The Toyota Eco Youth (TEY) programme in Malaysia has been run annually for the past 18 years and rewarded youth who have relentlessly worked their way to help conserve the environment through community projects. The programme, which is a pillar of the Environment Corporate Social Responsibility (CSR) of UMW Toyota Motor Sdn Bhd (UMWT), has since reached close to 250 schools nationwide, involving approximately 2,600 students and teachers.

Since the inception of the TEY programme, UMWT has spent close to RM7 million for the program and hopes that students who benefited from this program become ambassadors in advocating environmental sustainability in the future.

“The programme has earned a reputation for being one of the most sustainable eco-projects by our principal, Toyota Motor Corporation of Japan,” said Ravindran K., President of UMW Toyota Motor. “Many schools are still conducting the projects that were initiated many years ago. Some good examples include SMK Sri Muda in Penang and SMK (Agama) Maahad Hamidiah in Kajang, which participated in 2007, 2010 and 2011, respectively, and are still conducting their yearly project on their own whilst inspiring others to do the same.”

The Ministry of Education has also commended UMW Toyota Motor for setting the educational groundwork in environmental protection, acknowledging that the knowledge and skills shared are in line with the ministry’s vision of creating a generation of world-ready youths, who will be able to contribute to nation building activities and generate global impact.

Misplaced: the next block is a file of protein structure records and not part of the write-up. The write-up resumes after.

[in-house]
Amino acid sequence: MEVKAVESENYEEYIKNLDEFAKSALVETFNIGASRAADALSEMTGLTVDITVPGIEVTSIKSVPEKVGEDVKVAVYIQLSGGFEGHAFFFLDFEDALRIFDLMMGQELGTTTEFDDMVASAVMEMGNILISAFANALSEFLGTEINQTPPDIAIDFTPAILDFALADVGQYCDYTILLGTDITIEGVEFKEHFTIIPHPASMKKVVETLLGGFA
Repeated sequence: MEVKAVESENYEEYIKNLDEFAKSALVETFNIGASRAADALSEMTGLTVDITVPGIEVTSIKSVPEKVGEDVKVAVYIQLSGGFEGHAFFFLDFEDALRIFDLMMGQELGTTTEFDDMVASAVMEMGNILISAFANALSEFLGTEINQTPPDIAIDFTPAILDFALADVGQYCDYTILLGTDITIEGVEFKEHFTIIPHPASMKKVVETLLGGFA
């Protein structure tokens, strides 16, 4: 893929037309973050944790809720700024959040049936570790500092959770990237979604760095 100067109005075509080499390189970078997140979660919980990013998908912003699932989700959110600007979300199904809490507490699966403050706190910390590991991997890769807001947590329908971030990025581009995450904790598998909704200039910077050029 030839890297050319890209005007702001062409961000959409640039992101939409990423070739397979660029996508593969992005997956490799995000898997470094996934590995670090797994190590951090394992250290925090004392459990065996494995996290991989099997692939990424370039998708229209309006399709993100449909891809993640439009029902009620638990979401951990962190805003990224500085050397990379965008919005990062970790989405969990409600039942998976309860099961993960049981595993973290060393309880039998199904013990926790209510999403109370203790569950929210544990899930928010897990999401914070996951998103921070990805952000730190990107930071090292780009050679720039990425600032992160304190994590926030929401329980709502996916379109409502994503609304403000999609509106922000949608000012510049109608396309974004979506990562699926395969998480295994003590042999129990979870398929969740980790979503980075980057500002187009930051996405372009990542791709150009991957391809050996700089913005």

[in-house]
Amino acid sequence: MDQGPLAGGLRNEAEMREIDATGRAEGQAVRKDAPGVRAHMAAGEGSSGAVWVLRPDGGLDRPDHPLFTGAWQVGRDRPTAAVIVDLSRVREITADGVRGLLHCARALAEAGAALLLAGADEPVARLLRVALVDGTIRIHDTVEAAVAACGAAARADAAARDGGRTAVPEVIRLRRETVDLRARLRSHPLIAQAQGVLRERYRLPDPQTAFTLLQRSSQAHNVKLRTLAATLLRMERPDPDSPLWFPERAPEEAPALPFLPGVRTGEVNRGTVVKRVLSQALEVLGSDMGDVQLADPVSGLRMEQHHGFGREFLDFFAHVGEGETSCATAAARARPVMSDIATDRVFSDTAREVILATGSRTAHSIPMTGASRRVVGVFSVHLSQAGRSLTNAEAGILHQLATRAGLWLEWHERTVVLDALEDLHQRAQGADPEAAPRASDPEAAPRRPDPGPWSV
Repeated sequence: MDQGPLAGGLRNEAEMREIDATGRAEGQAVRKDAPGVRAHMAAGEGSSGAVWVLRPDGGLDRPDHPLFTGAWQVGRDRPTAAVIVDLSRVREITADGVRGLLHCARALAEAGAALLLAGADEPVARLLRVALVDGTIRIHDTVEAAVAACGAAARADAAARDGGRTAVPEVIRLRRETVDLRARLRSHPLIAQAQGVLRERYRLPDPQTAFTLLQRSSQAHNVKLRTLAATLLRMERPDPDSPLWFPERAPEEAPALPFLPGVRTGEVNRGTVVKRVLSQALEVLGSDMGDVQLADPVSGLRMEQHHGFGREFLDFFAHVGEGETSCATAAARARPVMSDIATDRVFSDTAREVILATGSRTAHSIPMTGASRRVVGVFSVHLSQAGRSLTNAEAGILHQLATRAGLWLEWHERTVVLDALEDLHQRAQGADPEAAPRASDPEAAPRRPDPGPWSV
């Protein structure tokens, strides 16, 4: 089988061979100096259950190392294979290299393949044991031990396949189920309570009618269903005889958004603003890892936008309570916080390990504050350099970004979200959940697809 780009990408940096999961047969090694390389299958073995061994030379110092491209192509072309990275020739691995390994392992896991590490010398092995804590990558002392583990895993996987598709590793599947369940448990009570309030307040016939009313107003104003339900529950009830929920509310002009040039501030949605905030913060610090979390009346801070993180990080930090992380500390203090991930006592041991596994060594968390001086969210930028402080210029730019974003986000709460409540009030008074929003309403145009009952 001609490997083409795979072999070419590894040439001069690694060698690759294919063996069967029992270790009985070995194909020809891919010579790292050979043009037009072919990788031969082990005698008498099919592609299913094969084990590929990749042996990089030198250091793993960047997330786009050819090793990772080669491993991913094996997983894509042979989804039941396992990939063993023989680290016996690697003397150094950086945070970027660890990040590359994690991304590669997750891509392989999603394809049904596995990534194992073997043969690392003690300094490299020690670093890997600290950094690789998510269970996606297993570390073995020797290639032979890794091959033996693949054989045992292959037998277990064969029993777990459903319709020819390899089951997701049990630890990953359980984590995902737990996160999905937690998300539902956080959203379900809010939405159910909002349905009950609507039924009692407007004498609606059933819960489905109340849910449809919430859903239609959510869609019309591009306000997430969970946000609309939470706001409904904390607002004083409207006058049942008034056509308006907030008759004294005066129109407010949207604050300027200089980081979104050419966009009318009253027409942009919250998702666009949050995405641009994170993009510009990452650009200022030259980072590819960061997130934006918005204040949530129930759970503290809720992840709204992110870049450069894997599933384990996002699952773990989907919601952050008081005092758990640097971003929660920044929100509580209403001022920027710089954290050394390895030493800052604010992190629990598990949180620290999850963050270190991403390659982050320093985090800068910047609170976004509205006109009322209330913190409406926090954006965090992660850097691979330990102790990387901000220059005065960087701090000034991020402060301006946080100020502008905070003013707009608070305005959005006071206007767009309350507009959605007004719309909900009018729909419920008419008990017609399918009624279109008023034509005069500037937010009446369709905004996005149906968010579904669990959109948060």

As in previous years, the winners of the 2018 Toyota Eco Youth program were judged based on continuous evaluation of the project and rewarded with cash prizes of RM10,000, RM7,000 and RM5,000 for first, second and third placings, respectively. There is also RM1,000 each for Best Presentation, Best Exhibition and Best Blog Site Report categories. Two of the best supportive teachers in the projects received RM500 each for their effort and supervision.

The students also had to maintain a blog chronicling their activities, and prepare a good presentation at the Closing Ceremony in order to emerge as winners. Additional points were given to students who went the extra mile to get publicity for their projects through the media or online forums.

Earlier this year, participating students and teachers were sent for a course on the Toyota 8-Step Problem-Solving Methodology (an approach practiced by UMWT’s employees), which can be implemented in any circumstances including environmental problems.

For more information, visit or view the TEY blog at

[Chips Yap]

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